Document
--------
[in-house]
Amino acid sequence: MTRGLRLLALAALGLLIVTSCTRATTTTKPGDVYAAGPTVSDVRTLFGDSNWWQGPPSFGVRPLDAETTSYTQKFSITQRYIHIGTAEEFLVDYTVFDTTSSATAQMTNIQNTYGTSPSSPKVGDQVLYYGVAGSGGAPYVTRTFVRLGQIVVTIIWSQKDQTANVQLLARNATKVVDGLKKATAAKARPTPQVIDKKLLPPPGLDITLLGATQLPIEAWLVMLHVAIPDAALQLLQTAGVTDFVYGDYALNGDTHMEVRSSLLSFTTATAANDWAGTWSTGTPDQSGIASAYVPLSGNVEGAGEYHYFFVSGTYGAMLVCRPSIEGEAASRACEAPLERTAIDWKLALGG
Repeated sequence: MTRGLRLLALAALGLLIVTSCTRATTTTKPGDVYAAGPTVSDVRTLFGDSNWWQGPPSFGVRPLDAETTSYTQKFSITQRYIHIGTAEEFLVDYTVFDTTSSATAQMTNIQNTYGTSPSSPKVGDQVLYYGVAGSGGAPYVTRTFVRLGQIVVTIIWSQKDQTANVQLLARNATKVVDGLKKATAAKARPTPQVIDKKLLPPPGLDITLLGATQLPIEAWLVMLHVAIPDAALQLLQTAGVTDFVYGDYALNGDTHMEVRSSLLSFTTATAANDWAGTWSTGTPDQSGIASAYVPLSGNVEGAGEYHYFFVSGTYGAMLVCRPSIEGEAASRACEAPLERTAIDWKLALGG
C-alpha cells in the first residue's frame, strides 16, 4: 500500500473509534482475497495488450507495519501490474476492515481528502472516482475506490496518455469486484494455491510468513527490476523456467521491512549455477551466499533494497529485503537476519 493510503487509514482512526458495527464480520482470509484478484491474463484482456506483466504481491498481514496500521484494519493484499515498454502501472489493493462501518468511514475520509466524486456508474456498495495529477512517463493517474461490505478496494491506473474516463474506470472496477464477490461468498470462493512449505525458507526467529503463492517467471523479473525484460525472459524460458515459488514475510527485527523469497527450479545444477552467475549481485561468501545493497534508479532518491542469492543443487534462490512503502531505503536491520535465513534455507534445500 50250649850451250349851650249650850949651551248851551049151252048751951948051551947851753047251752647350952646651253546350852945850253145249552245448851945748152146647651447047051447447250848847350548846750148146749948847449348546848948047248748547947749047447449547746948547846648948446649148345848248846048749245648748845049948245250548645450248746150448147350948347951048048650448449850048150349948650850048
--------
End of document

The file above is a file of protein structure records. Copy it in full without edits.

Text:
[in-house]
Amino acid sequence: MTRGLRLLALAALGLLIVTSCTRATTTTKPGDVYAAGPTVSDVRTLFGDSNWWQGPPSFGVRPLDAETTSYTQKFSITQRYIHIGTAEEFLVDYTVFDTTSSATAQMTNIQNTYGTSPSSPKVGDQVLYYGVAGSGGAPYVTRTFVRLGQIVVTIIWSQKDQTANVQLLARNATKVVDGLKKATAAKARPTPQVIDKKLLPPPGLDITLLGATQLPIEAWLVMLHVAIPDAALQLLQTAGVTDFVYGDYALNGDTHMEVRSSLLSFTTATAANDWAGTWSTGTPDQSGIASAYVPLSGNVEGAGEYHYFFVSGTYGAMLVCRPSIEGEAASRACEAPLERTAIDWKLALGG
Repeated sequence: MTRGLRLLALAALGLLIVTSCTRATTTTKPGDVYAAGPTVSDVRTLFGDSNWWQGPPSFGVRPLDAETTSYTQKFSITQRYIHIGTAEEFLVDYTVFDTTSSATAQMTNIQNTYGTSPSSPKVGDQVLYYGVAGSGGAPYVTRTFVRLGQIVVTIIWSQKDQTANVQLLARNATKVVDGLKKATAAKARPTPQVIDKKLLPPPGLDITLLGATQLPIEAWLVMLHVAIPDAALQLLQTAGVTDFVYGDYALNGDTHMEVRSSLLSFTTATAANDWAGTWSTGTPDQSGIASAYVPLSGNVEGAGEYHYFFVSGTYGAMLVCRPSIEGEAASRACEAPLERTAIDWKLALGG
C-alpha cells in the first residue's frame, strides 16, 4: 500500500473509534482475497495488450507495519501490474476492515481528502472516482475506490496518455469486484494455491510468513527490476523456467521491512549455477551466499533494497529485503537476519 493510503487509514482512526458495527464480520482470509484478484491474463484482456506483466504481491498481514496500521484494519493484499515498454502501472489493493462501518468511514475520509466524486456508474456498495495529477512517463493517474461490505478496494491506473474516463474506470472496477464477490461468498470462493512449505525458507526467529503463492517467471523479473525484460525472459524460458515459488514475510527485527523469497527450479545444477552467475549481485561468501545493497534508479532518491542469492543443487534462490512503502531505503536491520535465513534455507534445500 50250649850451250349851650249650850949651551248851551049151252048751951948051551947851753047251752647350952646651253546350852945850253145249552245448851945748152146647651447047051447447250848847350548846750148146749948847449348546848948047248748547947749047447449547746948547846648948446649148345848248846048749245648748845049948245250548645450248746150448147350948347951048048650448449850048150349948650850048